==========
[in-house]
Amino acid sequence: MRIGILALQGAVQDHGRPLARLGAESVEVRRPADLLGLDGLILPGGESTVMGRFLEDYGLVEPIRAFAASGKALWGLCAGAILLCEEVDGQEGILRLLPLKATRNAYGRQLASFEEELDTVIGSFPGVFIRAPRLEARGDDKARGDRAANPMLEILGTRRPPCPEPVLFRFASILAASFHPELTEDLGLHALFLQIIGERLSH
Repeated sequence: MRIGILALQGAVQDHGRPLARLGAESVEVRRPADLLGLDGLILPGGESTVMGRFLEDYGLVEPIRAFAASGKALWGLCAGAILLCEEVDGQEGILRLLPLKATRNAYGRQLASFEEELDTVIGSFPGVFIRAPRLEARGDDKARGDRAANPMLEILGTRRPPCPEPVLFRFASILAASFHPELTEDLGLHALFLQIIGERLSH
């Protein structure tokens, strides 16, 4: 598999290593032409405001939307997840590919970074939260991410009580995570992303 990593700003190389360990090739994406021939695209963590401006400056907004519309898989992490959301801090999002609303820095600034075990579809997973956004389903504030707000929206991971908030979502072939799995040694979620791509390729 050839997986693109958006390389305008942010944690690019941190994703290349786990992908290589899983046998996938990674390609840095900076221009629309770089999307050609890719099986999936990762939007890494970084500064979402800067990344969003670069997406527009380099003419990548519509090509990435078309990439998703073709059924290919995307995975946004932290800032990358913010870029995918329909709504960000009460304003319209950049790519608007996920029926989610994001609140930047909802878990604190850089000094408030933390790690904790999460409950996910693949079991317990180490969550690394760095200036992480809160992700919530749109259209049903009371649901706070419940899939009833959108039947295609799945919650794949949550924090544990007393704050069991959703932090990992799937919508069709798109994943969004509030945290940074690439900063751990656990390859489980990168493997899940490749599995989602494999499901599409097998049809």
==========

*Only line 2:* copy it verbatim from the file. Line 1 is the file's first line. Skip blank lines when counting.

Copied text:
Amino acid sequence: MRIGILALQGAVQDHGRPLARLGAESVEVRRPADLLGLDGLILPGGESTVMGRFLEDYGLVEPIRAFAASGKALWGLCAGAILLCEEVDGQEGILRLLPLKATRNAYGRQLASFEEELDTVIGSFPGVFIRAPRLEARGDDKARGDRAANPMLEILGTRRPPCPEPVLFRFASILAASFHPELTEDLGLHALFLQIIGERLSH